I’m starting to think that an executive will say any old crap to a shareholder to stop himself getting shitcanned. So it goes, that at the Nintendo’s 78th Annual General Meeting of Shareholders, SEO Susumu Tanaka spouted this insanity:
“We started working with indie developers during the Wii U generation. For Nintendo Switch, we set up a development environment that supports Unity middleware, which is used on smartphones and other platforms. In the future, we are looking to release around 20 to 30 indie games on Nintendo Switch per week, and we definitely expect to see some great games among them.”
U wot m8? 20 to 30 indie games on Nintendo Switch PER WEEK?! Even if he’d said per month, that’d be way too many. Look, don’t kick me in the dick for being that guy who doesn’t want more games on Switch but there’s a limit, right? All you have to do is look at the absolute deluge of shit that finds its way onto Steam on an almost daily basis and you can surely see that the Nintendo Seal of Quality just can’t stretch over 30 games a week. For the numerically lethargic amongst us, that’s an average of four games a day, and 1,560 new games a year. Are you going to play four new games every day? Bollocks are you.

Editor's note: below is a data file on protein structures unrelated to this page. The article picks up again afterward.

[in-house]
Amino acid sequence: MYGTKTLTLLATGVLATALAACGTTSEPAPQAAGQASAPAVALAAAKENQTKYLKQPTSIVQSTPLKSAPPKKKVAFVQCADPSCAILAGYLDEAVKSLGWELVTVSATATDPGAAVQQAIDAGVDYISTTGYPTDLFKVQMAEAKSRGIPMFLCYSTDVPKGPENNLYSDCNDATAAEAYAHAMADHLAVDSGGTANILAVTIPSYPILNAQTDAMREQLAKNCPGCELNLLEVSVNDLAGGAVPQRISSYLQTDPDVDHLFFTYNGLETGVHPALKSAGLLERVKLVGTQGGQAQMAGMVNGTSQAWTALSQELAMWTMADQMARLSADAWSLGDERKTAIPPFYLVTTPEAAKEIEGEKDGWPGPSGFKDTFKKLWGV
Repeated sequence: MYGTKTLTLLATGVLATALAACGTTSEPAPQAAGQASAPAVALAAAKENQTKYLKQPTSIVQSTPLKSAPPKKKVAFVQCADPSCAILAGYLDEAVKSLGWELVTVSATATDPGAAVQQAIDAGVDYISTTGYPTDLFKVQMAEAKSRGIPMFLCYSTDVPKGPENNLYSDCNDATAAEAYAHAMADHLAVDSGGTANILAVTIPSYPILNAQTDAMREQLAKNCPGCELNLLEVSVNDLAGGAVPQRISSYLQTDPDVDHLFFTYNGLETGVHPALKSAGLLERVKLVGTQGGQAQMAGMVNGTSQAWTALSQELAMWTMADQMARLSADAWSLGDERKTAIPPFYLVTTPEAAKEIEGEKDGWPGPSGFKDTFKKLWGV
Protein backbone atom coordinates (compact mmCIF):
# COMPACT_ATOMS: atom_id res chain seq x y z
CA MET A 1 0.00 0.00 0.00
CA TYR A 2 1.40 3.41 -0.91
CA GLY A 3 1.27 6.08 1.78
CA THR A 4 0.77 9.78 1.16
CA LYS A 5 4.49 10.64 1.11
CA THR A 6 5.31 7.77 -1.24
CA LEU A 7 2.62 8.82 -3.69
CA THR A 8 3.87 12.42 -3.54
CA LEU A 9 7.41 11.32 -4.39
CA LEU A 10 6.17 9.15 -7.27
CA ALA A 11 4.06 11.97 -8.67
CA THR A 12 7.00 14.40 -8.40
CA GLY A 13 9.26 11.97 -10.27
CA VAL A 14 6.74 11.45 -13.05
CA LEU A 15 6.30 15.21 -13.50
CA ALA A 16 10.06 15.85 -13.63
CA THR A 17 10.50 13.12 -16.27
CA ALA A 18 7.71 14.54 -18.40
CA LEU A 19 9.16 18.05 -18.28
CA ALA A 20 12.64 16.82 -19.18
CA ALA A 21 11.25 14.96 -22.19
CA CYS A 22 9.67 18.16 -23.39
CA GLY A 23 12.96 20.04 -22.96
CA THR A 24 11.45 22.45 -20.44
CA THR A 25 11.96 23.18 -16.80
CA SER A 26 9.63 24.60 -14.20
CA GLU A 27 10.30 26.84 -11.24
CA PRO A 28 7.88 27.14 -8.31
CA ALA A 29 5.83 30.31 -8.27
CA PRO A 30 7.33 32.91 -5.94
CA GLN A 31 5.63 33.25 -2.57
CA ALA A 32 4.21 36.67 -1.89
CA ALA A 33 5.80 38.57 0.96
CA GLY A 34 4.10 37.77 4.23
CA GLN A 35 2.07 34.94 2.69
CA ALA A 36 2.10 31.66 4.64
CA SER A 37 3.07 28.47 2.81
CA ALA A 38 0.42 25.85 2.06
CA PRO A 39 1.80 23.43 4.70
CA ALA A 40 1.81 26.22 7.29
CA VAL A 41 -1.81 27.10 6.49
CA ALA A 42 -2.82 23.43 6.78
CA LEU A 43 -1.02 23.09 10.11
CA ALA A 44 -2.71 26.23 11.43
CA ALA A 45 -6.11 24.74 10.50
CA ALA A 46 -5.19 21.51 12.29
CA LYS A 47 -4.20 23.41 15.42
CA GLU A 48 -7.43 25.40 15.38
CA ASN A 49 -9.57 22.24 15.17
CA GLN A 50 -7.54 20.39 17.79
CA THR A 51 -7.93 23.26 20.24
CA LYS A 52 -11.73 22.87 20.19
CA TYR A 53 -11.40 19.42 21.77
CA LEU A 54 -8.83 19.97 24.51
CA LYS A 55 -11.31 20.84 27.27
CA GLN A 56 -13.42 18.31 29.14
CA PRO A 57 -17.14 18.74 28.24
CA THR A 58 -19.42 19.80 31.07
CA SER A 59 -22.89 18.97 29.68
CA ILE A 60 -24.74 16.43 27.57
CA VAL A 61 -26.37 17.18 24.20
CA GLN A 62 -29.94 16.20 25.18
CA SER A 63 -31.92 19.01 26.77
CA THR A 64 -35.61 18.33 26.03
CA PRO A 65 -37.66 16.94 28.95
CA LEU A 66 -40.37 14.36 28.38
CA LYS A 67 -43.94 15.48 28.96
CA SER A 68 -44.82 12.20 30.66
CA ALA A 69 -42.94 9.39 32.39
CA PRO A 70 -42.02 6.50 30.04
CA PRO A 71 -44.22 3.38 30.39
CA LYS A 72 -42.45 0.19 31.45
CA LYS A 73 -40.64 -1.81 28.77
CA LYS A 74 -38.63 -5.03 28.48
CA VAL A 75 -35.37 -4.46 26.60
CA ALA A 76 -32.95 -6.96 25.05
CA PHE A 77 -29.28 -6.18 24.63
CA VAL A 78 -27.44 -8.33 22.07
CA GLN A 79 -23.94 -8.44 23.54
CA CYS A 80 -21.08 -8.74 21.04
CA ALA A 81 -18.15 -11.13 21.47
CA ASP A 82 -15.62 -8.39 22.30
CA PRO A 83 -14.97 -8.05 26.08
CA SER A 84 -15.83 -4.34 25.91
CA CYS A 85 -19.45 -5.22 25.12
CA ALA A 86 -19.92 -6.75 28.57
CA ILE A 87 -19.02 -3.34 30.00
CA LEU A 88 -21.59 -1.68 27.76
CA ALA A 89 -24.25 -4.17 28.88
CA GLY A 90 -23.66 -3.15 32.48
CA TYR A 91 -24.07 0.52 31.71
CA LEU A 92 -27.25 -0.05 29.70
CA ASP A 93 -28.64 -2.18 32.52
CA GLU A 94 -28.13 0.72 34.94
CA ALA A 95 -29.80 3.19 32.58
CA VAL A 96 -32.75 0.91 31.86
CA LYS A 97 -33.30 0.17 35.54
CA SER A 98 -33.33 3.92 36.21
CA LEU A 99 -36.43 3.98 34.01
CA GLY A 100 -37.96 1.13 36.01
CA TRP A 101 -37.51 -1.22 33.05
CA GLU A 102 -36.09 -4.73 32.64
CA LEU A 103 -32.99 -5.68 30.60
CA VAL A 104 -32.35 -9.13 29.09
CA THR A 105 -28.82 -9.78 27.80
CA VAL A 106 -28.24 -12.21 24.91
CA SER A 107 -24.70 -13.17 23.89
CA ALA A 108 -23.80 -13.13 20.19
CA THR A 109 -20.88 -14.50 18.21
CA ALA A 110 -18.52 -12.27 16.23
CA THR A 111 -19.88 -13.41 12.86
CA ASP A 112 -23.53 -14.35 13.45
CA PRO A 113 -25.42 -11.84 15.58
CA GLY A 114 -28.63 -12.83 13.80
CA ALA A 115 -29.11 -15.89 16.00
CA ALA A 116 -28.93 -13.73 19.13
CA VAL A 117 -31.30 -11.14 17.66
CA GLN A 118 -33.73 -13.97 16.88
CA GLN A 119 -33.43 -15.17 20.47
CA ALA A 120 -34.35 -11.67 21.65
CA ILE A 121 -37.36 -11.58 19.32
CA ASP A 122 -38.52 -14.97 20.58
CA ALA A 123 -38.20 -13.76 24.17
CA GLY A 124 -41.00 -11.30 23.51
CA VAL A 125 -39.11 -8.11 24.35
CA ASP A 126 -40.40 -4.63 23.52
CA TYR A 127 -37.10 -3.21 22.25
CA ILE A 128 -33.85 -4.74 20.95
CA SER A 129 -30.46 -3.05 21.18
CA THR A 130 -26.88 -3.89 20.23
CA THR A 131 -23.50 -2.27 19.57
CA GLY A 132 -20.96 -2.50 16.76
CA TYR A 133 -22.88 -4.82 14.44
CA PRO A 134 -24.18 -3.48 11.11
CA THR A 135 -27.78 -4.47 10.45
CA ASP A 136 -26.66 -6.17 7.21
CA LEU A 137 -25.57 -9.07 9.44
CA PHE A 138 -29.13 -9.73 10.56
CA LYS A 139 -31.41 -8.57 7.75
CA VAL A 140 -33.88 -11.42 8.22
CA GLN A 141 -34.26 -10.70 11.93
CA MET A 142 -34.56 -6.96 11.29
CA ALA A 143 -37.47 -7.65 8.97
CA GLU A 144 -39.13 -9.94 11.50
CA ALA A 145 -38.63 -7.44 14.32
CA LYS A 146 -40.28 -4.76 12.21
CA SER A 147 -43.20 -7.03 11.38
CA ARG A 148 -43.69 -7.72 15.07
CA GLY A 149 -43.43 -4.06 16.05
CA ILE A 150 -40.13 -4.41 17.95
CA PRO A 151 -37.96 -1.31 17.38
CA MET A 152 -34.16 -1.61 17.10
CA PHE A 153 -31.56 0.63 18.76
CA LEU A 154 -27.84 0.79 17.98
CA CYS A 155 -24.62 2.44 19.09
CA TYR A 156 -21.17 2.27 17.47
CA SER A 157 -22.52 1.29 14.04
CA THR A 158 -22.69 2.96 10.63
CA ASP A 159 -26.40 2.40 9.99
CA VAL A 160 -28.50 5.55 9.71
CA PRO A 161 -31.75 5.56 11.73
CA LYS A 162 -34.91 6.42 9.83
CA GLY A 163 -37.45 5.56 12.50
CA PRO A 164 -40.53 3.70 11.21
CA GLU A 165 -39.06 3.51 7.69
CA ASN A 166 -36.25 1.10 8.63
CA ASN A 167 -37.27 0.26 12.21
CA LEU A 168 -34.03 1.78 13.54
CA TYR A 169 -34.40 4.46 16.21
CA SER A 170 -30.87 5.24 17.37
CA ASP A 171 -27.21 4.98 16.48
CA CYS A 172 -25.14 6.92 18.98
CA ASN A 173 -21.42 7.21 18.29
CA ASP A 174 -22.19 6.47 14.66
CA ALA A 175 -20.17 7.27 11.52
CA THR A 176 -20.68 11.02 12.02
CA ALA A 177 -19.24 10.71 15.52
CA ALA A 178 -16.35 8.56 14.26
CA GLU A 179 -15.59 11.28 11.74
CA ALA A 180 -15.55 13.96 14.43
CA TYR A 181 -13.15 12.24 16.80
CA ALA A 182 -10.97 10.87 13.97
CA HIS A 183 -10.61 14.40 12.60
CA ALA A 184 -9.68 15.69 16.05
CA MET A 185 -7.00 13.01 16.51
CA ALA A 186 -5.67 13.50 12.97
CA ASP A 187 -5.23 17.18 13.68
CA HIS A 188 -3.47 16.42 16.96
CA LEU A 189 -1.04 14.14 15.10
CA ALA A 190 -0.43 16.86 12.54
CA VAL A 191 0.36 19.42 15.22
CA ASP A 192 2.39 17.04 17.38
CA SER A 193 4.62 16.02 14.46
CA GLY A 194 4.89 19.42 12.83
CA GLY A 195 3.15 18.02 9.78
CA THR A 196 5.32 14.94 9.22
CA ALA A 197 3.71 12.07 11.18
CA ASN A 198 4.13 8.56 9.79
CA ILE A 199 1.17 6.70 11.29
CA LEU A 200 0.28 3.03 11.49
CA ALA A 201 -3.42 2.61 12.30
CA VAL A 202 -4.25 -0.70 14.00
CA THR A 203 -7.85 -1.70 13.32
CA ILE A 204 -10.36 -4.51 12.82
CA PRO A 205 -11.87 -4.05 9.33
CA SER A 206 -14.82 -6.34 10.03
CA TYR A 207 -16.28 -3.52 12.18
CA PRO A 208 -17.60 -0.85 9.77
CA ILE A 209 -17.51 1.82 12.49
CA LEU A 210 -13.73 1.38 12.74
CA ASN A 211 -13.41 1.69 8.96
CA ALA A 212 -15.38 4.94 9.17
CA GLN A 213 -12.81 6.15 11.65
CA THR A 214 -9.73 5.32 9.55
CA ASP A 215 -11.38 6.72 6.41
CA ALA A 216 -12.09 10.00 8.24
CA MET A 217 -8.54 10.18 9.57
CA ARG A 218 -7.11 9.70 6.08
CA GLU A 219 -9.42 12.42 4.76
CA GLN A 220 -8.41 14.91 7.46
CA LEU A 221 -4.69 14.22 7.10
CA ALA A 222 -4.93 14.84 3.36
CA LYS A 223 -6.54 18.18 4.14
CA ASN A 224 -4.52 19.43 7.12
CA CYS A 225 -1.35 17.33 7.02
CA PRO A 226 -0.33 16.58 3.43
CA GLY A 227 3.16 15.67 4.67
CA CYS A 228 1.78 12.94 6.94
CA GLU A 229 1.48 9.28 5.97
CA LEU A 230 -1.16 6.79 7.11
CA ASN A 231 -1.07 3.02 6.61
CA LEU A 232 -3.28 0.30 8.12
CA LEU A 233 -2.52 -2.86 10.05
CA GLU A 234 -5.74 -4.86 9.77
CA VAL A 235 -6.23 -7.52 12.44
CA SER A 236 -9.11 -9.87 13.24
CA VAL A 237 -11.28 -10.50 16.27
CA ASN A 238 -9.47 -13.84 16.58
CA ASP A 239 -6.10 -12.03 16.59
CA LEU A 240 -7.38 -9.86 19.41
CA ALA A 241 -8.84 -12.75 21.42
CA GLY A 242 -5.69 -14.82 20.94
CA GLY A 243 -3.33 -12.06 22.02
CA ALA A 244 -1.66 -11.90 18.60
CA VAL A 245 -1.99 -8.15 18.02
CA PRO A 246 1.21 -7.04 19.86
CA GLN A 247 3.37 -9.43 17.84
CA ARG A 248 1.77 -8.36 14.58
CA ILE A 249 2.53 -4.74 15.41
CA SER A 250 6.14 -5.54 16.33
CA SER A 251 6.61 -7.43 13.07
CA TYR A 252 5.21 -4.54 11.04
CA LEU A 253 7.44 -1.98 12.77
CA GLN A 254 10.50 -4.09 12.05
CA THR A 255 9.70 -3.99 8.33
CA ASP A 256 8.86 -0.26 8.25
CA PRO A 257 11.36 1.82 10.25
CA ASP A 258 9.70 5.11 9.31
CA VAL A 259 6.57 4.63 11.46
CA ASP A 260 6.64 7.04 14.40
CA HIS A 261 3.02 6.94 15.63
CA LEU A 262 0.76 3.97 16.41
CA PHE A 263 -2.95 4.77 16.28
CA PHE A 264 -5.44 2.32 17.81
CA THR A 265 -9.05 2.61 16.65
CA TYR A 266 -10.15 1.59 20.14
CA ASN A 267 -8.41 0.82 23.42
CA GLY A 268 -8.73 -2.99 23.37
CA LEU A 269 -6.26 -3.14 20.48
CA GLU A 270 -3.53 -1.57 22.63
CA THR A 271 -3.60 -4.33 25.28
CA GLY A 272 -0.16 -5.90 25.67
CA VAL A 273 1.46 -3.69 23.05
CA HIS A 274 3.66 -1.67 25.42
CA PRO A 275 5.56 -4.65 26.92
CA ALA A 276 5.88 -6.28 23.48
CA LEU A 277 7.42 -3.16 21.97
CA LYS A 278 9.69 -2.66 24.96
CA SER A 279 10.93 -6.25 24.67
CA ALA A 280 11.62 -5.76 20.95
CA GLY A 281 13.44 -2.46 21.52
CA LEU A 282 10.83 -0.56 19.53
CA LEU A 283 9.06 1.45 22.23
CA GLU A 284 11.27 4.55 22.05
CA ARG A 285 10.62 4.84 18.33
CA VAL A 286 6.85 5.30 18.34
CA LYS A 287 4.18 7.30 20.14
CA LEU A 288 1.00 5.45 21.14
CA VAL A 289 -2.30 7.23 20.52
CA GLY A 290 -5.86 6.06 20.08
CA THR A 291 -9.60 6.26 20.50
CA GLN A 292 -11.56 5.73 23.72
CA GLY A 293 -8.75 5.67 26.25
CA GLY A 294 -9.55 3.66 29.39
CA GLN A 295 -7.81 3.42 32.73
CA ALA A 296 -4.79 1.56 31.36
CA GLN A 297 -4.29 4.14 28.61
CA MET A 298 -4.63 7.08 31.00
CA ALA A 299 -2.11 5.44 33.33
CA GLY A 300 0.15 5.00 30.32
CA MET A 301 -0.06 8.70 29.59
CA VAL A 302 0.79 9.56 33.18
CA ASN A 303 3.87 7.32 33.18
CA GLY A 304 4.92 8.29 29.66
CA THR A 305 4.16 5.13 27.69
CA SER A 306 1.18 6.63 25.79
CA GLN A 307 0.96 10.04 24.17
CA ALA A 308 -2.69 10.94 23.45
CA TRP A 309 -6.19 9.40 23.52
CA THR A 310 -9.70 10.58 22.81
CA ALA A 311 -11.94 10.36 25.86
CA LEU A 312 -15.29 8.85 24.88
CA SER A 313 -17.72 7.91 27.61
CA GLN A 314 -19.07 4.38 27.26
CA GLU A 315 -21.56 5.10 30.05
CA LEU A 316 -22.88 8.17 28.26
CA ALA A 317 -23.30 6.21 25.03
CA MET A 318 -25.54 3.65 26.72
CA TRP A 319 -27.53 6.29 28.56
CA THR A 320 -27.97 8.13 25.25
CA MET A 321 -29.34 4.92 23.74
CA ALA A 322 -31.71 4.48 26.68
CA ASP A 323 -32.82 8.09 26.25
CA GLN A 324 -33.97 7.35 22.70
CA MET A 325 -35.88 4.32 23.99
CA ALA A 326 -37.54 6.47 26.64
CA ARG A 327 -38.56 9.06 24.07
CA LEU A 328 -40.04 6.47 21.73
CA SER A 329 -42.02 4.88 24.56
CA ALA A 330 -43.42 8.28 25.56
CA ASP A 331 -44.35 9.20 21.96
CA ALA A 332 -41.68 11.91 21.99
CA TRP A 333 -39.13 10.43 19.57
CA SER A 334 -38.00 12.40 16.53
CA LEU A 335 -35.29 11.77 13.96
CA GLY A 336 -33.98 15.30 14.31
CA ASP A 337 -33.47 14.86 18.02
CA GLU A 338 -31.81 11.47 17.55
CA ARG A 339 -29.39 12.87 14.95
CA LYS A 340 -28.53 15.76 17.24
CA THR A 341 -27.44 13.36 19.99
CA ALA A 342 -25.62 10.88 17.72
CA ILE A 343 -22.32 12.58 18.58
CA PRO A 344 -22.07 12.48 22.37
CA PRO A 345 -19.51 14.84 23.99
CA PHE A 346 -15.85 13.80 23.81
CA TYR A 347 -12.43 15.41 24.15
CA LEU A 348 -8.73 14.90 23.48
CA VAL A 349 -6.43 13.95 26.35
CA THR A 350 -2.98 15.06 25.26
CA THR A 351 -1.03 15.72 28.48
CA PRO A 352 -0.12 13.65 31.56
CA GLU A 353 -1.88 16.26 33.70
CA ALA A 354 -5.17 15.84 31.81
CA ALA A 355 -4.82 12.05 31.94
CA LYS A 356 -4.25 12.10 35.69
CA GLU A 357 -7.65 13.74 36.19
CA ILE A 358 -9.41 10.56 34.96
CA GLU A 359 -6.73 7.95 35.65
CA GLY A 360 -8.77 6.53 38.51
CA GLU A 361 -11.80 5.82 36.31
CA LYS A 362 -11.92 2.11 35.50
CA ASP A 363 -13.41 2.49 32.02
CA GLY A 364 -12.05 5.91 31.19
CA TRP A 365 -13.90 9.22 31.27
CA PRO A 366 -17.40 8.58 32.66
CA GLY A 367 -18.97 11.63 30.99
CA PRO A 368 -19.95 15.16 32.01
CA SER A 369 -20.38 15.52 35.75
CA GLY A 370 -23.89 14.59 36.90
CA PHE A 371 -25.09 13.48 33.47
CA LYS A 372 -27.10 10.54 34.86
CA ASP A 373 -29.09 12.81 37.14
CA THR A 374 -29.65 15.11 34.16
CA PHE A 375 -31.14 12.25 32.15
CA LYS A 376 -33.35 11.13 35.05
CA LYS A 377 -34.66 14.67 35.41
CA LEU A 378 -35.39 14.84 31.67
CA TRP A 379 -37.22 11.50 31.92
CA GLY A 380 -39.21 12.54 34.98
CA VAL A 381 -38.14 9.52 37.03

It’s become very clear in recent months that Nintendo is more than happy to let quality indie titles paper over the cracks in its major release calendar, but this is more like boarding up a window. I can’t see anything nice anymore! If Nintendo is ever to actually make something of this claim, it’s definitely going to have to work on the abysmal layout of its eShop. Nothing is categorized, the Recent Releases page can barely fit nine new games on it (let alone 30 per week), and the search function is spotty at best. For the moment, Nintendo is just about hitting the sweet spot in terms of its indie library, so here’s hoping that Tanaka’s got some bloody good games to back up his bravado.
One game that can happily hit the eShop is Polytopia, which I’m going to go play on my phone for the next several hours. See you in seven!